The Irish Times view on Heritage Week: Something for every citizen

People all over the country have taken ownership of week, reflected in great diversity of its hundreds of events

National Botanic Gardens, Glasnevin, Dublin – one of Ireland’s national heritage sites. Photograph: Tom Honan

National Botanic Gardens, Glasnevin, Dublin – one of Ireland’s national heritage sites. Photograph: Tom Honan

 

The notion that our national heritage is limited to “old buildings” – very valuable as these often are – has long been obsolete. The Heritage Act (1995) definition includes “monuments, archaeological objects, heritage objects, architectural heritage, flora, fauna, wildlife habitats, landscapes, seascapes, wrecks, geology, heritage gardens, and parks and inland waterways”.

The remarkably high profile of the natural world in this description was probably not, however, widely shared at the time. According to early research by the Heritage Council, established by the Act, only 3 per cent of Irish people associated the environment with heritage in 2000.

But more recent surveys show that figure rising significantly. Some credit for this and other remarkable shifts in awareness must go to repeated innovations by the council, since 2005, in developing National Heritage Week, which this year runs from last Saturday, August 14th, to Sunday, August 22nd.

At a moment when celebration is very difficult for most of us, this is a national occasion to be welcomed

Ireland was both the first country to expand the EU initiative of Heritage Days to a week, and to include in it explorations of local biodiversity.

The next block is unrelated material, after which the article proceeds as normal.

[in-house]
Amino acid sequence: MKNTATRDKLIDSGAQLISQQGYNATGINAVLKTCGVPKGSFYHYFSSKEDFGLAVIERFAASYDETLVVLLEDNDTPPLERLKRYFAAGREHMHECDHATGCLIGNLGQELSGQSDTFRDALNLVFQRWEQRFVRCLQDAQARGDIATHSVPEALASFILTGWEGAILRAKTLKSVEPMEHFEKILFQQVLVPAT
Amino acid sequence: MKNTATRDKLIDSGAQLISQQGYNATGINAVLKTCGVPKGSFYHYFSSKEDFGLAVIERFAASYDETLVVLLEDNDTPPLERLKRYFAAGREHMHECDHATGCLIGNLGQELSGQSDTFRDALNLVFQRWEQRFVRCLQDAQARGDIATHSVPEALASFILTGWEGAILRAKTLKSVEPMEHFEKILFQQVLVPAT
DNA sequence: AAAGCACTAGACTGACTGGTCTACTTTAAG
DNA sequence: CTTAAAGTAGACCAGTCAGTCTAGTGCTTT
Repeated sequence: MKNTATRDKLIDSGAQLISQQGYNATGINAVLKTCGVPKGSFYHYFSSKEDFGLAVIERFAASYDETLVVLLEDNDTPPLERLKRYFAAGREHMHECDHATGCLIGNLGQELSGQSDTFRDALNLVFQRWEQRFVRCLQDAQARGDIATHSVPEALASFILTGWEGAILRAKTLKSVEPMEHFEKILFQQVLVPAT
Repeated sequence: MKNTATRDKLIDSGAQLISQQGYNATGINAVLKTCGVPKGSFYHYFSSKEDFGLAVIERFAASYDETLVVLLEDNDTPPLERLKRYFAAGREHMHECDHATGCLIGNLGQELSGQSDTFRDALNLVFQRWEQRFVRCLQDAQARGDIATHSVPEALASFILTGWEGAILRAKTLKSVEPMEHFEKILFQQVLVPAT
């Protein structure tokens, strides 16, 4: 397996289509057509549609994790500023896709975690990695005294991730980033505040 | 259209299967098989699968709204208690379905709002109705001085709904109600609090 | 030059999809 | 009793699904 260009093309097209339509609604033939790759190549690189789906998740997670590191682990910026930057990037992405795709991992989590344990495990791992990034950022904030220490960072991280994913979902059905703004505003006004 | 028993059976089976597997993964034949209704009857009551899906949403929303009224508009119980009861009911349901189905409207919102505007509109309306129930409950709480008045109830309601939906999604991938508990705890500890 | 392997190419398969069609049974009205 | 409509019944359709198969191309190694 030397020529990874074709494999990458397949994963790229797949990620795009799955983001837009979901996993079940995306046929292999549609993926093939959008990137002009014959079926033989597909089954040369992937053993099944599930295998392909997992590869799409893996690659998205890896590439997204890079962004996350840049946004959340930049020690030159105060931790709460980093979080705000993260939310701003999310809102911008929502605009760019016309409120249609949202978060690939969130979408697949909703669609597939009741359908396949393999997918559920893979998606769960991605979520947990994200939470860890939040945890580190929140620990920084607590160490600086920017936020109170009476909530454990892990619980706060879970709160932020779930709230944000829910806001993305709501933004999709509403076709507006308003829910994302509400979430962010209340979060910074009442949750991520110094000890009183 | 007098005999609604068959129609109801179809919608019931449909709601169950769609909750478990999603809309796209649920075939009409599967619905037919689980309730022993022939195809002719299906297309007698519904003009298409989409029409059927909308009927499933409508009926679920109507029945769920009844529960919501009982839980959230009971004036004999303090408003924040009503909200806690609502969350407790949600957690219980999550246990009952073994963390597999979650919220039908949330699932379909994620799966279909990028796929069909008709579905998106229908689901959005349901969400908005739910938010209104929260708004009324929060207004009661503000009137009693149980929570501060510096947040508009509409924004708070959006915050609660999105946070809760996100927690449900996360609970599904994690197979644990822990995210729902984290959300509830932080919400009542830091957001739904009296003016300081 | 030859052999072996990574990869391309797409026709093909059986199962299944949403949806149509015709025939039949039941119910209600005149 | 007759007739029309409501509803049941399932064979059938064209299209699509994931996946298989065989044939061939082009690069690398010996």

From the outset, the council did not impose national programmes, but encouraged local communities, groups and even families to organise their own activities, celebrating the heritage that mattered most to them.

Rarely practised

This bottom-up approach, often preached but rarely practised, means that people all over the country have taken ownership of the week, and this is reflected in the great diversity of its hundreds of events in recent years.

The council has further stimulated diversification this year by creating categories such as “Heritage Newcomers”, for those who have not participated to date, and “Heritage Sharing”, for communities or individuals who may not yet feel included in local cultures. It also reaches out to both older and younger people.

The pandemic has inevitably shifted events away from public activities, and towards projects that can be shared online, though both are included, subject to public health advice.

The range of projects on offer this week is more varied than ever. There really is something here for every citizen. At a moment when celebration is very difficult for most of us, this is a national occasion to be welcomed warmly and worthy of our involvement.

The Irish Times Logo
Commenting on The Irish Times has changed. To comment you must now be an Irish Times subscriber.
SUBSCRIBE
GO BACK
Error Image
The account details entered are not currently associated with an Irish Times subscription. Please subscribe to sign in to comment.
Comment Sign In

Forgot password?
The Irish Times Logo
Thank you
You should receive instructions for resetting your password. When you have reset your password, you can Sign In.
The Irish Times Logo
Please choose a screen name. This name will appear beside any comments you post. Your screen name should follow the standards set out in our community standards.
Screen Name Selection

Hello

Please choose a screen name. This name will appear beside any comments you post. Your screen name should follow the standards set out in our community standards.

The Irish Times Logo
Commenting on The Irish Times has changed. To comment you must now be an Irish Times subscriber.
SUBSCRIBE
Forgot Password
Please enter your email address so we can send you a link to reset your password.

Sign In

Your Comments
We reserve the right to remove any content at any time from this Community, including without limitation if it violates the Community Standards. We ask that you report content that you in good faith believe violates the above rules by clicking the Flag link next to the offending comment or by filling out this form. New comments are only accepted for 3 days from the date of publication.